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Law School students participate in teambuilding exercises at the Hoffman Challenge Course.

Cornell Outdoor Education expands student access

With more than 6,000 student participants each year, Cornell Outdoor Education (COE) reaches students in a way that few other university programs can.

COE has recorded more than 200,000 enrollments since its founding in 1972, offering more than 130 courses taught by 200 student instructors and 11 full-time staff members. COE offers rock climbing, backpacking, hiking and tree climbing courses – just a few of the unique student offerings, in addition to COE’s popular pre-orientation program for new and transfer students.

Cornell Outdoor Education’s first director, David Moriah ’72, is pictured at the 2015 dedication of Moriah Hall, a composting bathroom facility at the Hoffman Challenge Course.

But most courses come with a fee, which range from around $100 to upward of a few thousand dollars for expeditions around the world. Fees can be a barrier for many students.

“Only about 4% of [COE’s] budget comes from the university,” said Mark Holton, co-director of COE outdoor programs and risk management. “The rest are gifts from our supporters, either through endowments or yearly gifts, or through fees from student programs.

“We are an expensive program,” Holton said. “We have to charge [fees] in order to make ends meet.”

In an effort to increase accessibility for all students, Julie Carter ’71 and husband Jay Carter ’71, M.Eng. ’72, both former COE board members, have established the David Moriah Endowment. The gift is named for their friend and founder of COE, David Moriah ’72.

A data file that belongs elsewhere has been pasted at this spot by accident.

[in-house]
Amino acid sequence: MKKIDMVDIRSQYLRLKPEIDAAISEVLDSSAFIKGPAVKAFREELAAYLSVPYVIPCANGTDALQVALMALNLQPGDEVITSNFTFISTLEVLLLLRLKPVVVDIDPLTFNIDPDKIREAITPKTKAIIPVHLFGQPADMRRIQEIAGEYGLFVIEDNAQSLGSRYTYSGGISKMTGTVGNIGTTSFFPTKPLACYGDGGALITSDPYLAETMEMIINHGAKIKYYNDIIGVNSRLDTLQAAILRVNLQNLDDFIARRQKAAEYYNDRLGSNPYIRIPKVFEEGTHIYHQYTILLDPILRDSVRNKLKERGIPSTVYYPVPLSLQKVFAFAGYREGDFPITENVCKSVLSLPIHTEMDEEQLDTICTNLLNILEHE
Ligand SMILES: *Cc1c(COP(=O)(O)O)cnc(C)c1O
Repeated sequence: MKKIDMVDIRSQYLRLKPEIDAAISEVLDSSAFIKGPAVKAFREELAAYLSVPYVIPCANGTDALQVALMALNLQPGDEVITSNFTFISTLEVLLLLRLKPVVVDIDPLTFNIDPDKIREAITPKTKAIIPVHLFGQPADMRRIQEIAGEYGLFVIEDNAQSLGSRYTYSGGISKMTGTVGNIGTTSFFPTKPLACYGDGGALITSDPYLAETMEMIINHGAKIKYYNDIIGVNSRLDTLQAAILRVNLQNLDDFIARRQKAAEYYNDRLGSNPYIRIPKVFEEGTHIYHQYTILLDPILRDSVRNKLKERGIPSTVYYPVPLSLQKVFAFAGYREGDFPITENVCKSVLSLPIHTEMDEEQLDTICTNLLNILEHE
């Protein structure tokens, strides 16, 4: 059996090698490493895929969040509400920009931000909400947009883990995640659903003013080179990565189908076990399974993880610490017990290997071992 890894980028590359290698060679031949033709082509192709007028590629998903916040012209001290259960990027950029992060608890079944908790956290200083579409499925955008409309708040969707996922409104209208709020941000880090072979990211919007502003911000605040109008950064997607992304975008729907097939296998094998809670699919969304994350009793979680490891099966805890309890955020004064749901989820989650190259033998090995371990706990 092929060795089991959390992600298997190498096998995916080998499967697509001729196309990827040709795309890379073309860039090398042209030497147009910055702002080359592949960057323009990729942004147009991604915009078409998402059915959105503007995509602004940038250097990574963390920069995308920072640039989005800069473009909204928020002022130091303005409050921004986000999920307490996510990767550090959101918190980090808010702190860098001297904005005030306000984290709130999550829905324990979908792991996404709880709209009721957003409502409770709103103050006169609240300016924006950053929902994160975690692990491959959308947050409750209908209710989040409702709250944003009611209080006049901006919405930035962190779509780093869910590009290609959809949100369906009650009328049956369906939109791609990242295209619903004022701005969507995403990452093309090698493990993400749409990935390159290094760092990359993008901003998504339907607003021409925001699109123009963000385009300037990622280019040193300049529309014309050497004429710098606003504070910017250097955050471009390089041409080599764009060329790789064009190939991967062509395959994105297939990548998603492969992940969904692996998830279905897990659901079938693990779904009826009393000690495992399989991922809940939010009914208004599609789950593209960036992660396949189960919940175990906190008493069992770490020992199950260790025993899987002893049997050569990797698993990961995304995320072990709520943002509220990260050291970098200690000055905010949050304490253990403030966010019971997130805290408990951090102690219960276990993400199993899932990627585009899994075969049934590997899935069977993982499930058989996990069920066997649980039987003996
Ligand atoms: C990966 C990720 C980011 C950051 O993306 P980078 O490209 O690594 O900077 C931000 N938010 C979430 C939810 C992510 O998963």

Through the $100,000 endowment, the Carters have already helped eight students receive partial support to cover their course fees, eliminating the price barrier and allowing them to participate.

“When you hear [student] stories as to what COE has done to literally change their lives,” Jay Carter said, “it blows you away.”

“You want to make sure that anybody who wants to have that experience can,” Julie Carter said.

The Carters hope their gift will encourage other alumni to support outdoor ed, and help COE reach its goal of covering all fees for students who receive financial aid. “Ours is just the starter gift,” says Jay. “It’s a seed.”

The Moriah Fund is just one way COE has become more inclusive and welcoming, according to COE co-director Karel Hilversum. COE community members drafted a diversity, equity, and inclusion statement in February to help ensure they’re building a better COE for all students.

“We’re walking that talk,” Hilversum said.

Other steps COE is taking to promote diversity include: intentional hiring of diverse staff and student instructors; year-round programming with the Office of Academic Diversity Initiatives; and offerings like Adaptive Rock Climbing and monthly climbing events for women-identifying (cisgender, trans women and others) and nonbinary people.

Cornell Outdoor Education, Hilversum said, is creating a space that is “inviting, supportive and that allows for an organic interaction for anyone who wants to come to COE.”

A version of this story appears on the Alumni Affairs and Development website.

Kaitlin Provost is a writer for Alumni Affairs and Development.

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Abby Butler